One of the questions I hear the most is whether the Chinese people’s attitude toward sex is conservative or open-minded. And the answer is that it’s complicated.
First, there is more than one China: there’s rich China and poor China, urban and rural China, young China and older China.
Generalizations are tricky, and there always have to be qualifiers. It’s safe to say that in the larger cities like Beijing and Shanghai people are far less hung up than they were about sex twenty years ago.
Even in most of the second-tier cities you’ll find gay bars, sex shops, young couples holding hands and a lot of young people finding one-night stands over the Internet.
Sexologist Li Yinhe estimates that more than 50 percent of young urban Chinese have premarital sex, something that was unheard of thirty-five years ago. In the countryside that number is probably far lower, but most young people are leaving their rural hometowns to find work in the larger cities.
At the same time, however, traditional Chinese beliefs still hold sway over many of these young people.
For example, sex is not something you talk about openly.
In addition, when it comes time to choose a spouse, nearly all young Chinese will include their parents in the process, striving to make it a family decision.
Many if not most husbands still place a high premium on virginity and expect to see blood on the sheets the night of their honeymoon. This attitude is so fixed that every year hundreds of thousands of Chinese women have an operation to restore their hymens, or buy inexpensive artificial hymens that seep artificial blood.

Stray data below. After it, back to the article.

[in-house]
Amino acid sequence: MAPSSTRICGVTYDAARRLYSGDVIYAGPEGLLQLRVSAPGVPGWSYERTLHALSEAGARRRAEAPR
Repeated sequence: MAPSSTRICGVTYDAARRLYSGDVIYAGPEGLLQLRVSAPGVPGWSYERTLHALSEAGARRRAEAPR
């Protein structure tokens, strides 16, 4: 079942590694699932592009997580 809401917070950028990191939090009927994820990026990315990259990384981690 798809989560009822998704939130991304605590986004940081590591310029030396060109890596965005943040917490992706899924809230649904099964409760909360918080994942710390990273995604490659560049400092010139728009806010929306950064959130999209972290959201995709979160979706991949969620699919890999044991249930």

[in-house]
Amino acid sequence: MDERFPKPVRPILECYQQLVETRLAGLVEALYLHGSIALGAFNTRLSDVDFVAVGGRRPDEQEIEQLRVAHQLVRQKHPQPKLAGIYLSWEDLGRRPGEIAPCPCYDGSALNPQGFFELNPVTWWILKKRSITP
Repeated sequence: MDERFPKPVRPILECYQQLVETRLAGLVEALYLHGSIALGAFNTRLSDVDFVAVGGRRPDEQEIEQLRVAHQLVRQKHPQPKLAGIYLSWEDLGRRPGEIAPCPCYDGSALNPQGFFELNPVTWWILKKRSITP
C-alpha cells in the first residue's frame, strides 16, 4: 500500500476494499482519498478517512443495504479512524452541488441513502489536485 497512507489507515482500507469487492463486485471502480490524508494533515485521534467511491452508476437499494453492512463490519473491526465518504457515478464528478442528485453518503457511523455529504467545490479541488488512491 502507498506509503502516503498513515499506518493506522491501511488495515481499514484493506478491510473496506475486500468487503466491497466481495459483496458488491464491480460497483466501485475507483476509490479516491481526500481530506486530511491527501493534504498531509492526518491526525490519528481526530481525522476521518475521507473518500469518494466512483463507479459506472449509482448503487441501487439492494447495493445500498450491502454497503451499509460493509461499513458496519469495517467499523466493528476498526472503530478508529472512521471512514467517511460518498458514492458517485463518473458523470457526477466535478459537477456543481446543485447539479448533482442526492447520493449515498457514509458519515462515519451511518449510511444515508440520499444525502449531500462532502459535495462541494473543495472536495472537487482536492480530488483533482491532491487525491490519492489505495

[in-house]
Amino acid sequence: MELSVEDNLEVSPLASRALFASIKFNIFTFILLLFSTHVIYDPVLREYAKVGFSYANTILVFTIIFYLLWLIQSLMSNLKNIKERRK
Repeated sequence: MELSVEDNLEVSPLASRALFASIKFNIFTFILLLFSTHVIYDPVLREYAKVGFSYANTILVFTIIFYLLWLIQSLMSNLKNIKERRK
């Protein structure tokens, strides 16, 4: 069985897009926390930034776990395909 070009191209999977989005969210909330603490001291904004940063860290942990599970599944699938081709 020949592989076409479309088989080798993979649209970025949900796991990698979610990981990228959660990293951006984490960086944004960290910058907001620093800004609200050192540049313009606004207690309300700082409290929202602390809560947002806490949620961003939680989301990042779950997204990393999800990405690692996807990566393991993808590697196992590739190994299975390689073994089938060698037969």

This is an anomaly: more Chinese young people are having premarital sex yet men still expect their wives to be virgins.
China is in a tug of war between its conservative past and the lure of Western-style sexual freedom.
Looking at the trends and how quickly China’s sexual revolution has progressed, I would have to predict that sexual openness and tolerance will increase, and eventually China will shake off the vestiges of the sexual puritanism that prevailed under Mao.
However, for now, sex remains a touchy subject, even in the cities. Sex education, for example, is mandatory but often biology teachers who are supposed to teach it are too squeamish and simply skip to the next chapter. When they do teach this subject, the focus is on biology and anatomy, with little or no reference to contraception or sexual morality, such as the woman’s right to say no.
Here, too, there are signs of improvement in the larger cities, but it is very slow going. Sex remains a taboo subject that most Chinese are not comfortable discussing outside of their bedroom.
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